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Ga. 369, Lights Ferry Connector projects receive funding

POSTED: May 29, 2014 1:23 a.m.

Intersection improvements on Ga. 369 through Gainesville and a new road featuring a roundabout in Flowery Branch got a combined $2.1 million boost in funding Wednesday.

State officials announced Gainesville will get a $522,125 grant for work along Ga. 369/Browns Bridge Road/Jesse Jewell Parkway.

The project calls for extending the eastbound right-turn lane at E.E. Butler Parkway, building a westbound right-turn lane at West End Avenue and building an eastbound right-turn lane at Auburn Avenue.

“We’re excited to get (the money) and are looking forward to starting the work to help (ease) some of these traffic woes we’ve got in our city,” Mayor Danny Dunagan said.

Also, he said, “it will implement some of our recommendations from our (master) transportation study” released last year.

Flowery Branch is getting a $650,000 grant and $950,000 loan for its planned Lights Ferry Connector, which will run between Ga. 13/Atlanta Highway and McEver Road.

The project calls for a 140-foot roundabout, with goals of spurring economic development in the downtown area and improving access to Aqualand and Hideaway Bay marinas off Lake Lanier.

“It’s a catalyst project for downtown,” City Planner John McHenry said. “We’re really pleased to be able to partner with the state and receive such a large grant and then have the opportunity to have a good loan to move this forward.”

The city expects to pay off the loan in $206,000 annual installments over five years, a total of $1.03 million, at an interest rate of 3.3 percent, McHenry said.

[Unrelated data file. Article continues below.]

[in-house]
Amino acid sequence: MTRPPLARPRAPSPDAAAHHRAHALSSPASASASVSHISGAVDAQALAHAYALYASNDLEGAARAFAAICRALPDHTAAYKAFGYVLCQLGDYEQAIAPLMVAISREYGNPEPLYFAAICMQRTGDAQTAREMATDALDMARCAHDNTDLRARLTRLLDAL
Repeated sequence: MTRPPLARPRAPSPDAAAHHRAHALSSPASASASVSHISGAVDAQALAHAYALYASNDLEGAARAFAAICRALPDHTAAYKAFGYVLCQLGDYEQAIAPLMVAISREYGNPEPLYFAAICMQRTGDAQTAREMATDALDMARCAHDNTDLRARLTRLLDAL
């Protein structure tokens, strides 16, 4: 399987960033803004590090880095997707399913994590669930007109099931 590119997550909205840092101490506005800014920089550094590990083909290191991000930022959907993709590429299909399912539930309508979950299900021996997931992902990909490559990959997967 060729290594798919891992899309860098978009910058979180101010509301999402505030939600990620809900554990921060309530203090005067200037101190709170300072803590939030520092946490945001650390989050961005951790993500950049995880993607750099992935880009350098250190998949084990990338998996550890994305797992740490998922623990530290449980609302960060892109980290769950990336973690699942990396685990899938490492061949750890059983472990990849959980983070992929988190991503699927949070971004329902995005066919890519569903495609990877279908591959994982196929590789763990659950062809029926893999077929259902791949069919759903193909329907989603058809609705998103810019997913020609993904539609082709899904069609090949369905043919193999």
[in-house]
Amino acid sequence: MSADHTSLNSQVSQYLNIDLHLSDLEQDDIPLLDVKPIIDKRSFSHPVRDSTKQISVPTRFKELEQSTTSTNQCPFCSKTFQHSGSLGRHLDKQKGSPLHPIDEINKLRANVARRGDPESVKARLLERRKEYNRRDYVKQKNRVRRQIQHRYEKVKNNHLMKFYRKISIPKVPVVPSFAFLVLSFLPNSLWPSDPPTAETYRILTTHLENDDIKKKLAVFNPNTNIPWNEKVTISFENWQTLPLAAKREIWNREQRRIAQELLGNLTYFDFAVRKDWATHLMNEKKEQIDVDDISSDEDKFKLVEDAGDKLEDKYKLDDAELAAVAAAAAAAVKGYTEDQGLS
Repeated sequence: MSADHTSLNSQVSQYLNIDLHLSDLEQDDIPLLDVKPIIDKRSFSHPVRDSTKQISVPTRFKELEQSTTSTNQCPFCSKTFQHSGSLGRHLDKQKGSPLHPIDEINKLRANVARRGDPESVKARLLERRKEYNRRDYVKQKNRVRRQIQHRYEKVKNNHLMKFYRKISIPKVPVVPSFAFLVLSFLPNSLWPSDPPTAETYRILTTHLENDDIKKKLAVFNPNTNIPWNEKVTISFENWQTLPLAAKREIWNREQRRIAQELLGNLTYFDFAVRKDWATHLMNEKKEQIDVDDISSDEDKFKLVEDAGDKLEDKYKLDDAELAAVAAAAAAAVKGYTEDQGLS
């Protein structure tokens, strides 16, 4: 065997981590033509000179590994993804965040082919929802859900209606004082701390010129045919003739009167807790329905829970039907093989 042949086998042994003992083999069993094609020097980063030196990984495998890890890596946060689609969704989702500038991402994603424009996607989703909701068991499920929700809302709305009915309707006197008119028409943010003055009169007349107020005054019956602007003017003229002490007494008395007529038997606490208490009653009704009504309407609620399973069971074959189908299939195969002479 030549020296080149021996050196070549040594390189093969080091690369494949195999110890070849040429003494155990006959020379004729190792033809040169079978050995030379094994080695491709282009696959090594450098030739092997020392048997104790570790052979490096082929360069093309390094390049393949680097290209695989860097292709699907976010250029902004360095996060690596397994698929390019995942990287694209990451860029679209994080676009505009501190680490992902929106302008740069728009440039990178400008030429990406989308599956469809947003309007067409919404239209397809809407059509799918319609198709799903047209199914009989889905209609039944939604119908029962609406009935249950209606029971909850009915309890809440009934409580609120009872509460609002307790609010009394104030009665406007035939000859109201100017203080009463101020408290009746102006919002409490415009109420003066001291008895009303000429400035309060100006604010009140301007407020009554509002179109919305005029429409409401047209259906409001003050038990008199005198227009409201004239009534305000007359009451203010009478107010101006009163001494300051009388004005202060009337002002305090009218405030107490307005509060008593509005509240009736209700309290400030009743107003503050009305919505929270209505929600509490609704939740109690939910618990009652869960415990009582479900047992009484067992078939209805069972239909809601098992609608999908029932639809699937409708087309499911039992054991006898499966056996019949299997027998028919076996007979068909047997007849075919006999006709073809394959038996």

Another $267,000 from the city’s capital project fund “will cover remaining costs of the project,” he added.

As for the project itself, “we would like to be able to authorize construction by the end of the year,” McHenry said.

The local projects are part of a list of 20 transportation projects announced Wednesday by Gov. Nathan Deal.

They total $33 million in grants and loans provided through the Georgia Transportation Infrastructure Bank, which was established in 2008 by the General Assembly and is administered by the State Road and Tollway Authority.

Community improvement districts, as well as local and state governments, are eligible for the money. Final approval is given by the SRTA board, which is chaired by Deal.

This year, a record number of governments and CIDs applied for funds to start or complete 58 new projects, officials said.


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